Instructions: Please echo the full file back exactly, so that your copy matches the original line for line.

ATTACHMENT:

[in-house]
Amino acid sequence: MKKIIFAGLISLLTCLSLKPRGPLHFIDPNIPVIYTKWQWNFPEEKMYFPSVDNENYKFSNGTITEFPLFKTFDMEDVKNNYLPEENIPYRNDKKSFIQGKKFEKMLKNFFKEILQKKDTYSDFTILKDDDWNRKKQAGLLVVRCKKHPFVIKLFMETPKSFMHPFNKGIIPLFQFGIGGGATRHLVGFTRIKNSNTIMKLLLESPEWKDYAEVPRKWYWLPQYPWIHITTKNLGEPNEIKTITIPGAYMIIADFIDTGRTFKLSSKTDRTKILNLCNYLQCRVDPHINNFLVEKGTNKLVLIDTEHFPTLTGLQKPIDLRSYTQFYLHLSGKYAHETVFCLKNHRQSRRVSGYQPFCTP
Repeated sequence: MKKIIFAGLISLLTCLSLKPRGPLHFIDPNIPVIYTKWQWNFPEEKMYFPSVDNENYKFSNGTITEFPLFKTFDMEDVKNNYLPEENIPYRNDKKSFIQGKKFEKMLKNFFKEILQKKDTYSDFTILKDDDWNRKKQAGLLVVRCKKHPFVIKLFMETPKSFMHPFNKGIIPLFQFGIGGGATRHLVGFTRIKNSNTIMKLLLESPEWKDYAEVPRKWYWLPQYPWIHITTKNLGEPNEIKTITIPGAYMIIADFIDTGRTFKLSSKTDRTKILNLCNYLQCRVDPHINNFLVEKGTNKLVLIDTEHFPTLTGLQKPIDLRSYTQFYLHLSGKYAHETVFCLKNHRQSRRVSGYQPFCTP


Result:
[in-house]
Amino acid sequence: MKKIIFAGLISLLTCLSLKPRGPLHFIDPNIPVIYTKWQWNFPEEKMYFPSVDNENYKFSNGTITEFPLFKTFDMEDVKNNYLPEENIPYRNDKKSFIQGKKFEKMLKNFFKEILQKKDTYSDFTILKDDDWNRKKQAGLLVVRCKKHPFVIKLFMETPKSFMHPFNKGIIPLFQFGIGGGATRHLVGFTRIKNSNTIMKLLLESPEWKDYAEVPRKWYWLPQYPWIHITTKNLGEPNEIKTITIPGAYMIIADFIDTGRTFKLSSKTDRTKILNLCNYLQCRVDPHINNFLVEKGTNKLVLIDTEHFPTLTGLQKPIDLRSYTQFYLHLSGKYAHETVFCLKNHRQSRRVSGYQPFCTP
Repeated sequence: MKKIIFAGLISLLTCLSLKPRGPLHFIDPNIPVIYTKWQWNFPEEKMYFPSVDNENYKFSNGTITEFPLFKTFDMEDVKNNYLPEENIPYRNDKKSFIQGKKFEKMLKNFFKEILQKKDTYSDFTILKDDDWNRKKQAGLLVVRCKKHPFVIKLFMETPKSFMHPFNKGIIPLFQFGIGGGATRHLVGFTRIKNSNTIMKLLLESPEWKDYAEVPRKWYWLPQYPWIHITTKNLGEPNEIKTITIPGAYMIIADFIDTGRTFKLSSKTDRTKILNLCNYLQCRVDPHINNFLVEKGTNKLVLIDTEHFPTLTGLQKPIDLRSYTQFYLHLSGKYAHETVFCLKNHRQSRRVSGYQPFCTP